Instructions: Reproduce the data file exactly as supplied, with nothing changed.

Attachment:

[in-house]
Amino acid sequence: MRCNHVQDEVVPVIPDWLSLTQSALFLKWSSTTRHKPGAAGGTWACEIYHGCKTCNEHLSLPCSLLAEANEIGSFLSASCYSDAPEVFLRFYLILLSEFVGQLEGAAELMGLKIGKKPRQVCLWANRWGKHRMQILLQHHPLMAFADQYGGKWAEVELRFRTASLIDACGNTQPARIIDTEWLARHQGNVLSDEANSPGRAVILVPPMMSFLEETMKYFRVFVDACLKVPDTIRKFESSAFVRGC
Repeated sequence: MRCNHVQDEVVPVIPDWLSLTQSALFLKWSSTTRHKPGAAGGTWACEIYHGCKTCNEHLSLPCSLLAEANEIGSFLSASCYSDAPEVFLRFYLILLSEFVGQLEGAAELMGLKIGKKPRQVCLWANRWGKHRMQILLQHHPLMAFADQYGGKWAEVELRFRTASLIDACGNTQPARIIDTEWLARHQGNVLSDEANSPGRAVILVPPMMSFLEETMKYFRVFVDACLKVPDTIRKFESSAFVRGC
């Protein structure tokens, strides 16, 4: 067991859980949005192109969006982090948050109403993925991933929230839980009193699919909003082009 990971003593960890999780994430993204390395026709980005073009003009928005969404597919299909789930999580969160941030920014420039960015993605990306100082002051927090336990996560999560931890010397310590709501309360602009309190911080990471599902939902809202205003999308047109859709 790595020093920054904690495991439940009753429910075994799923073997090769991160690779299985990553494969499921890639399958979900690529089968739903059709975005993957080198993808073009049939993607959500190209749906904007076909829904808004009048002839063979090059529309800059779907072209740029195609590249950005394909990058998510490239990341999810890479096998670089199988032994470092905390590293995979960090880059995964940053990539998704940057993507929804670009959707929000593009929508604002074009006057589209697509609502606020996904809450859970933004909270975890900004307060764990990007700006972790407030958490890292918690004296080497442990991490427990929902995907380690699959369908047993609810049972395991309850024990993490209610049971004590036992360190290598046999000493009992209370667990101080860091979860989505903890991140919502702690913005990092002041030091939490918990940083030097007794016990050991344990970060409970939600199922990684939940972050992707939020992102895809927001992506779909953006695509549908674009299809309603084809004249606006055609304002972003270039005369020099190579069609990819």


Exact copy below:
[in-house]
Amino acid sequence: MRCNHVQDEVVPVIPDWLSLTQSALFLKWSSTTRHKPGAAGGTWACEIYHGCKTCNEHLSLPCSLLAEANEIGSFLSASCYSDAPEVFLRFYLILLSEFVGQLEGAAELMGLKIGKKPRQVCLWANRWGKHRMQILLQHHPLMAFADQYGGKWAEVELRFRTASLIDACGNTQPARIIDTEWLARHQGNVLSDEANSPGRAVILVPPMMSFLEETMKYFRVFVDACLKVPDTIRKFESSAFVRGC
Repeated sequence: MRCNHVQDEVVPVIPDWLSLTQSALFLKWSSTTRHKPGAAGGTWACEIYHGCKTCNEHLSLPCSLLAEANEIGSFLSASCYSDAPEVFLRFYLILLSEFVGQLEGAAELMGLKIGKKPRQVCLWANRWGKHRMQILLQHHPLMAFADQYGGKWAEVELRFRTASLIDACGNTQPARIIDTEWLARHQGNVLSDEANSPGRAVILVPPMMSFLEETMKYFRVFVDACLKVPDTIRKFESSAFVRGC
């Protein structure tokens, strides 16, 4: 067991859980949005192109969006982090948050109403993925991933929230839980009193699919909003082009 990971003593960890999780994430993204390395026709980005073009003009928005969404597919299909789930999580969160941030920014420039960015993605990306100082002051927090336990996560999560931890010397310590709501309360602009309190911080990471599902939902809202205003999308047109859709 790595020093920054904690495991439940009753429910075994799923073997090769991160690779299985990553494969499921890639399958979900690529089968739903059709975005993957080198993808073009049939993607959500190209749906904007076909829904808004009048002839063979090059529309800059779907072209740029195609590249950005394909990058998510490239990341999810890479096998670089199988032994470092905390590293995979960090880059995964940053990539998704940057993507929804670009959707929000593009929508604002074009006057589209697509609502606020996904809450859970933004909270975890900004307060764990990007700006972790407030958490890292918690004296080497442990991490427990929902995907380690699959369908047993609810049972395991309850024990993490209610049971004590036992360190290598046999000493009992209370667990101080860091979860989505903890991140919502702690913005990092002041030091939490918990940083030097007794016990050991344990970060409970939600199922990684939940972050992707939020992102895809927001992506779909953006695509549908674009299809309603084809004249606006055609304002972003270039005369020099190579069609990819």